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Aspen Tree
Salicaceae
Populus tremuloides


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Type Categories Useful Parts

Tree



Salicaceae Family

Populus Genus

Location

Salt Lake City, Utah

Physical Description
distinguished by their nearly round leaves on mature trees, 4-12 centimeters in diameter with irregular rounded teeth. They are carried on strongly flattened leaf stems, that cause the leaves to twist and flutter in slight breezes. The juvenile leaves on young seedlings and root sprouts differ markedly from the adult leaves, being nearly triangular.





Aspen Tree, Populus tremuloides - YouTube.com

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Salicaceae
Malpighiales
Malpighi Order
Oxid Clad
Oxid-Faba
Fabidae
Bean-Like Class
Eurosids
Real Rose Class
Rosids
Rosids
Rose-Like Class
Core Eudicots
Core Eudicots
Main, Real, Two First-Leaves (Dicots)
Eudicots
Eudicots
Real, Two First-Leaves (Dicots)
Mesangiospermae
Mesangiospermae
Half Capsule Seed Division
Magnoliophyta
Magnoliophyta
Magnolia Division
Spermatophytes
Spermatophytes
Seed Plants
Euphyllophytina
Real Land Plants
Polysporangiates
Multiple Spore Sub-Kingdom
Stomatophytes
Stomatophytes
Air Pores Sub-Kingdom
Embryophytes
Embryophytes
Multicellular Land Plants
Streptobionta
Streptobionta
Multicellular Plants
Plantae
Plantae
Plants
Eukaryota
Eukaryota
Cells with a Nucleus


General Information

All of the aspens (including the White Poplar) typically grow in large clonal colonies derived from a single seedling, and spreading by means of root suckers; new stems in the colony may appear at up to 3040 meters from the parent tree. Each individual tree can live for 40150 years above ground, but the root system of the colony is long-lived. In some cases, this is for thousands of years, sending up new trunks as the older trunks die off above ground. For this reason it is considered to be an indicator of ancient woodlands. One such colony in Utah, given the nickname of "Pando", is claimed to be 80,000 years old, making it possibly the oldest living colony of aspens. Some aspen colonies become very large with time, spreading about a meter per year, eventually covering many hectares. They are able to survive forest fires, since the roots are below the heat of the fire, with new sprouts growing after the fire burns out.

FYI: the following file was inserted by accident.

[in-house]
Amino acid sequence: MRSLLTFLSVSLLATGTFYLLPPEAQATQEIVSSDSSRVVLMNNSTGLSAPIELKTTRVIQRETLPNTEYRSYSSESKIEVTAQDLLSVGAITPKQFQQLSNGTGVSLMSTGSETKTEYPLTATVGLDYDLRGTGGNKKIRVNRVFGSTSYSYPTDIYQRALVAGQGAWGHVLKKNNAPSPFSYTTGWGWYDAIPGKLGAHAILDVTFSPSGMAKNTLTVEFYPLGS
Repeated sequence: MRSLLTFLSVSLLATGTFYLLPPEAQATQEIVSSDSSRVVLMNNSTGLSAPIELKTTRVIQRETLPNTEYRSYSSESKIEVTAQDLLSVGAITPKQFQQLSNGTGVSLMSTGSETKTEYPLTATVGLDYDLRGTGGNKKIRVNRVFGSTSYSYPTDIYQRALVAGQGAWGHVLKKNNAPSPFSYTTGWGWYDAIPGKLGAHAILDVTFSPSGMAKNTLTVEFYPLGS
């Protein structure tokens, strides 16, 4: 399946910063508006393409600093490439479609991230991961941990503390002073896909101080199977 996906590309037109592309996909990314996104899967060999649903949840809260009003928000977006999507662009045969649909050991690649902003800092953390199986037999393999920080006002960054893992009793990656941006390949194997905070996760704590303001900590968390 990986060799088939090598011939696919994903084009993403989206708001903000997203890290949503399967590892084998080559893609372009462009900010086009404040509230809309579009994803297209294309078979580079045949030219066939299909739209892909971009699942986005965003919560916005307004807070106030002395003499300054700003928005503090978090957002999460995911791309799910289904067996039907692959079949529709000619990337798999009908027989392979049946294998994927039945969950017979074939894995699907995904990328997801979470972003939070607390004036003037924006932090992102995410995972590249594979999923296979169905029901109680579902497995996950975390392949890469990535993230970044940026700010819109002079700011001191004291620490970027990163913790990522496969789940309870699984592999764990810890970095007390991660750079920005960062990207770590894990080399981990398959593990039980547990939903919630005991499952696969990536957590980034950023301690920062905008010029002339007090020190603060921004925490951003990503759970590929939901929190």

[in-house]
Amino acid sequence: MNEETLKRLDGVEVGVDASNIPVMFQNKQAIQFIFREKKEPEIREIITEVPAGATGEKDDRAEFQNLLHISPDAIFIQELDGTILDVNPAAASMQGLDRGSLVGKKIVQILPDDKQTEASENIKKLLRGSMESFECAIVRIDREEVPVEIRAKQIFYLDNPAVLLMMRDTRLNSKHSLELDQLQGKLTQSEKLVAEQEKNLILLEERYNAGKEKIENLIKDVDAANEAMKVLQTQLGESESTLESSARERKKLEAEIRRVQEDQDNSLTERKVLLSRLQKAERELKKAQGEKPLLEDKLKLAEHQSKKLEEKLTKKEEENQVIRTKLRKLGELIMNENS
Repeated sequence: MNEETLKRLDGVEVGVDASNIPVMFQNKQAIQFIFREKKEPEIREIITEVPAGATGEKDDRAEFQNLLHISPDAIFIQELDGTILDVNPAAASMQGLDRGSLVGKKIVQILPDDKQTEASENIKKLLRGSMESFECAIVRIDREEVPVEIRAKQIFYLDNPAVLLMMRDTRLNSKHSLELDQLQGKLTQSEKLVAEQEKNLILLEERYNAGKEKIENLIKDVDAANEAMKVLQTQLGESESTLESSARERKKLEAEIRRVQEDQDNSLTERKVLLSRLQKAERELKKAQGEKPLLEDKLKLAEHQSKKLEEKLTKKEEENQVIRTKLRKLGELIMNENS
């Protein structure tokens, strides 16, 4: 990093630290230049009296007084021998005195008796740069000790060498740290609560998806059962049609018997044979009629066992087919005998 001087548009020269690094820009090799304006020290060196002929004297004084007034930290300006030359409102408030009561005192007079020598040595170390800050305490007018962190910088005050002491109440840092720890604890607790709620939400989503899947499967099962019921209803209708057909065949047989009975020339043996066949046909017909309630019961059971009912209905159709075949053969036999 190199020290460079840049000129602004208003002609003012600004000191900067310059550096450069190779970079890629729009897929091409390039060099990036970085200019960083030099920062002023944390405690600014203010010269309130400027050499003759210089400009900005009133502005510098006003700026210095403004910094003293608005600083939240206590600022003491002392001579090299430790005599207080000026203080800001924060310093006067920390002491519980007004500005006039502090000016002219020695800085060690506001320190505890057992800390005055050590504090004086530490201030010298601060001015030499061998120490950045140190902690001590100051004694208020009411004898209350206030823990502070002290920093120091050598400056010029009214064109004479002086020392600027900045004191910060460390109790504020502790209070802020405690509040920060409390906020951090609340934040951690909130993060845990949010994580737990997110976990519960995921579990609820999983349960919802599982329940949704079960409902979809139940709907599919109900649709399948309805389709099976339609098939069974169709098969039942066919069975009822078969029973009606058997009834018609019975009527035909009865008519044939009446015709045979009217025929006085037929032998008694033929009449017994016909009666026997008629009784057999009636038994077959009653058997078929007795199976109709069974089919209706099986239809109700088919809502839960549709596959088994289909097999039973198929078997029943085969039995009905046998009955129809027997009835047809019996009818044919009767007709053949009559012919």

Aspens and other members of the Populus genus contain salicylates, compounds related to aspirin. Leaves and leaf buds of aspens have been used to treat burns, irritations, aches, and swollen joints. Bitter tea from bark and leaves has been used to treat mild urinary tract inflammations. The Ojibwe used the inner bark of the trunk as a poultice, and the Cree ate the inner bark in the spring as a mild purgative.
Aspen wood is white and soft, but fairly strong, and has low flammability. It has a number of uses, notably for making matches, where its low flammability makes it safer to use than most other woods.



Aspen Tree
Aspen Tree - April 12, 2010



Aspen Tree
Aspen Tree - April 12, 2010



Aspen Tree
Aspen Tree - April 12, 2010



Aspen Tree
Aspen Tree - April 12, 2010



Aspen Tree
Aspen Tree - April 12, 2010



Aspen Tree
Aspen Tree - November 07, 2009



Aspen Tree
Aspen Tree - November 07, 2009



Aspen Tree
Aspen Tree - November 07, 2009



Aspen Tree
Aspen Tree - November 07, 2009



Autumn Aspen Leaves
Autumn Aspen Leaves - September 24, 2009



Autumn Aspen Leaves
Autumn Aspen Leaves - September 24, 2009

Comment: Aspen Tree, Populus tremuloides

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